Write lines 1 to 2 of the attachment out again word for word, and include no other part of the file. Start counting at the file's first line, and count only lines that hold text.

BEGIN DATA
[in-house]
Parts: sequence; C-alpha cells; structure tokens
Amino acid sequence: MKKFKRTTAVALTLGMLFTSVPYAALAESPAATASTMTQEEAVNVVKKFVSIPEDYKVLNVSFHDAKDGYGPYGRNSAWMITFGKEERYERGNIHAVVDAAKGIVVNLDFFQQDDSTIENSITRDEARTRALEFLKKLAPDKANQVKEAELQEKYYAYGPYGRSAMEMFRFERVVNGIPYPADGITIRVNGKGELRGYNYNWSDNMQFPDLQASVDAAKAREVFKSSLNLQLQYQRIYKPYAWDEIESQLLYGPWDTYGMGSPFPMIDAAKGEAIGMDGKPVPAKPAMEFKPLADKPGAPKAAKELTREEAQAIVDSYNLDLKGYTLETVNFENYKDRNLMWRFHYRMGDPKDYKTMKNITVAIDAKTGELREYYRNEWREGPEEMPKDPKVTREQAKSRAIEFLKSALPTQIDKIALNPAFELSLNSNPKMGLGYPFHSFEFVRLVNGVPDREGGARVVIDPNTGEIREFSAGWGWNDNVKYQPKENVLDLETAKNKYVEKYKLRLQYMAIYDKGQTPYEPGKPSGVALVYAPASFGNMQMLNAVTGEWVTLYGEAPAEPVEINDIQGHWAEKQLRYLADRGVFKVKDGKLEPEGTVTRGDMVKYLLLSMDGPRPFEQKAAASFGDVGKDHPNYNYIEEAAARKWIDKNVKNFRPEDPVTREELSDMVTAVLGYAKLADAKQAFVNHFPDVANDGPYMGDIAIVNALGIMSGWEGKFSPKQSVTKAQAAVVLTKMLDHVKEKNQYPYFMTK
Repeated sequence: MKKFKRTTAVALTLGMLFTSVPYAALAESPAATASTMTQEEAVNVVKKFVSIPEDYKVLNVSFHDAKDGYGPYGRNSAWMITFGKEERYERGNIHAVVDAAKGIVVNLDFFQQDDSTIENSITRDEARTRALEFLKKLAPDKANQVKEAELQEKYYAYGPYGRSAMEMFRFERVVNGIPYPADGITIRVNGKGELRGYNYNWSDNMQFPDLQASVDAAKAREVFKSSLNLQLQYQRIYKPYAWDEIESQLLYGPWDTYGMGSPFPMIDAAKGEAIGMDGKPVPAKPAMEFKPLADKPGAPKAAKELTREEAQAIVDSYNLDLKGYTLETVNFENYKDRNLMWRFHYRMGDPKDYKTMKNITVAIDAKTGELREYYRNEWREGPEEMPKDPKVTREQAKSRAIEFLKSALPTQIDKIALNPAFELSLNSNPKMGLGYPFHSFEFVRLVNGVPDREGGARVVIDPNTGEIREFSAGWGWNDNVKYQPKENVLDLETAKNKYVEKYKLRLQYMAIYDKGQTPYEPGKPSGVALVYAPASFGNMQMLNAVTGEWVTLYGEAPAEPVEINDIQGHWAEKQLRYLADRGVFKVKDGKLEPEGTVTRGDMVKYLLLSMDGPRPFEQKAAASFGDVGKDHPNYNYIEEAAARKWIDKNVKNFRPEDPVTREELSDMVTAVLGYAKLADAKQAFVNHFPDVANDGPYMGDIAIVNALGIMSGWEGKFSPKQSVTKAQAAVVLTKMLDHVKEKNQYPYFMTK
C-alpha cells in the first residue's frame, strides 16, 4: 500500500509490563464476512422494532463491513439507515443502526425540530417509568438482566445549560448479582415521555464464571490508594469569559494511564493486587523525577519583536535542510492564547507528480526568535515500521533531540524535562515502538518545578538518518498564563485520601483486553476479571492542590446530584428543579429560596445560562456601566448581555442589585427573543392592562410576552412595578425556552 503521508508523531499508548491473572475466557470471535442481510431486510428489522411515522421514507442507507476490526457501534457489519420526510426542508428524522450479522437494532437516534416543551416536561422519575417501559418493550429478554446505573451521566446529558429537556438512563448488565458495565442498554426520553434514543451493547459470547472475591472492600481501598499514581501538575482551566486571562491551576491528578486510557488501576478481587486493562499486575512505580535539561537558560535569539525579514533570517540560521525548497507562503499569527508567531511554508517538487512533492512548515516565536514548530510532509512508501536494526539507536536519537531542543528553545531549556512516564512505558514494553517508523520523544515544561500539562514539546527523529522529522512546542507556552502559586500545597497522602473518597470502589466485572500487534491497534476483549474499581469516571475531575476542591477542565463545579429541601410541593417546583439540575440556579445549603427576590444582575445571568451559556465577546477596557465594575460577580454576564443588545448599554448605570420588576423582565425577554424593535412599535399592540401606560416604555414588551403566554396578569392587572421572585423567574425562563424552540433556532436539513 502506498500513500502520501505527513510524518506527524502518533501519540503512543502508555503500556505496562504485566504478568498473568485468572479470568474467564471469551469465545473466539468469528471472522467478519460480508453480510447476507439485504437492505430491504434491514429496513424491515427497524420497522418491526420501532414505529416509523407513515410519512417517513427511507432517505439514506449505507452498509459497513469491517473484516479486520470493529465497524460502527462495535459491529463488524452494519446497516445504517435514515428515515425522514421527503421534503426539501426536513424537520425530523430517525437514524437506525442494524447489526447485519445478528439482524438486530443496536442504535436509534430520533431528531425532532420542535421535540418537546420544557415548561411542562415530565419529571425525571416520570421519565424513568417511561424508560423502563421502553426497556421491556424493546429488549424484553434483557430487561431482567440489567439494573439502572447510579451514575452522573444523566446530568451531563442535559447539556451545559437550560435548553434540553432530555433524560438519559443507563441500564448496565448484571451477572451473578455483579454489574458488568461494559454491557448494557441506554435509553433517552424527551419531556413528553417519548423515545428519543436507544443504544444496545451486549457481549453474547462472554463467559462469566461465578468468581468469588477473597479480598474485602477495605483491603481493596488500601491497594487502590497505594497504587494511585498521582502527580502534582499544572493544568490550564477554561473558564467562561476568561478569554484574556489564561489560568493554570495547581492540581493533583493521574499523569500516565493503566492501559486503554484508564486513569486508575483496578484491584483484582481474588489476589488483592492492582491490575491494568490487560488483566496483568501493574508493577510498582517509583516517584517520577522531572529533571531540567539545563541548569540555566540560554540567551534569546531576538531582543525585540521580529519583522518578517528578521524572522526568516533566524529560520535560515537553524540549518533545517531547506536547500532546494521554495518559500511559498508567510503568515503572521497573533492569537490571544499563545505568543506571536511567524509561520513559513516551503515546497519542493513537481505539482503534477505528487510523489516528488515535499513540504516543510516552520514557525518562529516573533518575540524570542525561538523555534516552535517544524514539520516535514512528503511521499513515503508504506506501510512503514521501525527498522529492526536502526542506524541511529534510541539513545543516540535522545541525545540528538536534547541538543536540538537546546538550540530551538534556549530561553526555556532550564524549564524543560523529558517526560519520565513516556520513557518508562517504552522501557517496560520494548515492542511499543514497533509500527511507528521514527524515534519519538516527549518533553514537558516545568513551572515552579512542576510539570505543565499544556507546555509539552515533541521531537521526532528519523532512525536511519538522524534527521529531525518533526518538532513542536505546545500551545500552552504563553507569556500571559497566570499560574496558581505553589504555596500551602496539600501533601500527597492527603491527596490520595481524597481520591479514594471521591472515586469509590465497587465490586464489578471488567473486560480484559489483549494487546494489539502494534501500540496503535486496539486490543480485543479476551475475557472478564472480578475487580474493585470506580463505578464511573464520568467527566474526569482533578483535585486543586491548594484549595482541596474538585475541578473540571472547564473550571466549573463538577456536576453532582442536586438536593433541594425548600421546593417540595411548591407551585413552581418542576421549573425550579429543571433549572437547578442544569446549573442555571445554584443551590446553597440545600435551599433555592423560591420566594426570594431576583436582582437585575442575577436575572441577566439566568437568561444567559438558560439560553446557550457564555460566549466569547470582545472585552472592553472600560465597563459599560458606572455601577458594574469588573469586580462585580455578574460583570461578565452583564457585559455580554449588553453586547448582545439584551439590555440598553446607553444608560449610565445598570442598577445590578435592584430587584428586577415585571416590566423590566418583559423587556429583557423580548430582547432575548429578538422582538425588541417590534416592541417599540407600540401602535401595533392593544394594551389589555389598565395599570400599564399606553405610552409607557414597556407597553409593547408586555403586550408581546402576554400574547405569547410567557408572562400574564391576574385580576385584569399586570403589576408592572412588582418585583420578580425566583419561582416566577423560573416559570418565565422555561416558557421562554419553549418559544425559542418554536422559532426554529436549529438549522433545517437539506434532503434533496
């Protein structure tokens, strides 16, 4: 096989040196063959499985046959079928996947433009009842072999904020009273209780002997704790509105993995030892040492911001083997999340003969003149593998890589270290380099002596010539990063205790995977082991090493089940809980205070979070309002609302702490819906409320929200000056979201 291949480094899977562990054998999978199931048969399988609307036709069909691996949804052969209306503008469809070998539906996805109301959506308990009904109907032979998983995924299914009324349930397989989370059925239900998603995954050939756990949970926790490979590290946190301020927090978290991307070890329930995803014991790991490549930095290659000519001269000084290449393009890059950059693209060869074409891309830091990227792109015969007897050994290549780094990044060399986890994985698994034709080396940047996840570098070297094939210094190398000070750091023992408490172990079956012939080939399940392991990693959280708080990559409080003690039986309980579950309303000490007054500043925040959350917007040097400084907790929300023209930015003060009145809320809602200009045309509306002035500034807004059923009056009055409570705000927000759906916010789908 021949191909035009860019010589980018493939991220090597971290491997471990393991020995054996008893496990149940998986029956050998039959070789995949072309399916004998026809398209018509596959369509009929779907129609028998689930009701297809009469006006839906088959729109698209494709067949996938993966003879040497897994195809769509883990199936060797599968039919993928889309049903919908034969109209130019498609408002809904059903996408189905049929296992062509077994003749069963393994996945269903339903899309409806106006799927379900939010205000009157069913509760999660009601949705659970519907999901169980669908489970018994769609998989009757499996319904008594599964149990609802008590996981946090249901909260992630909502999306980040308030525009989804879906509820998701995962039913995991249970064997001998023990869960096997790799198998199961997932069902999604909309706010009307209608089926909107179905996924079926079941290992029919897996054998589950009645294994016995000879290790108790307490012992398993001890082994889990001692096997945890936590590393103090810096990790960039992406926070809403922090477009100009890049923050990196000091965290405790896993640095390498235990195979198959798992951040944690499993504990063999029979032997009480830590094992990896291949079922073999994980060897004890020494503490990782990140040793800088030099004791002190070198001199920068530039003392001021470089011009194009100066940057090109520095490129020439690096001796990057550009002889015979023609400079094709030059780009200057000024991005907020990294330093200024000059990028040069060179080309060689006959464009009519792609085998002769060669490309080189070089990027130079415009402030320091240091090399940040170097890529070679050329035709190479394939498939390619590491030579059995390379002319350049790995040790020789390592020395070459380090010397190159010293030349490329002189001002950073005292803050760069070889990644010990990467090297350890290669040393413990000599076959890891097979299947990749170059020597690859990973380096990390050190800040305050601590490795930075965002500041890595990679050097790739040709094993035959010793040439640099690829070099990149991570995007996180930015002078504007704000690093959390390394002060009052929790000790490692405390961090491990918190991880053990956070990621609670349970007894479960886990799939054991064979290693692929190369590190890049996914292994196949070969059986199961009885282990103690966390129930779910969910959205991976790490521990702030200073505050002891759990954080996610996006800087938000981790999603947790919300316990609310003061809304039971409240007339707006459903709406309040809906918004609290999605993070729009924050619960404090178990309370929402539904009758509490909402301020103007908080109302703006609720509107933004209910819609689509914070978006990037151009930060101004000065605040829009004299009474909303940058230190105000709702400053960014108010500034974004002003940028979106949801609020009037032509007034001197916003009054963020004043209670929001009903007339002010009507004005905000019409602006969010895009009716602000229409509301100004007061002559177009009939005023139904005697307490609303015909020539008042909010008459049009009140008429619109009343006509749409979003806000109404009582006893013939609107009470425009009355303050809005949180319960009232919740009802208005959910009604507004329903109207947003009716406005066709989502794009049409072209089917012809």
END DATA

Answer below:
[in-house]
Parts: sequence; C-alpha cells; structure tokens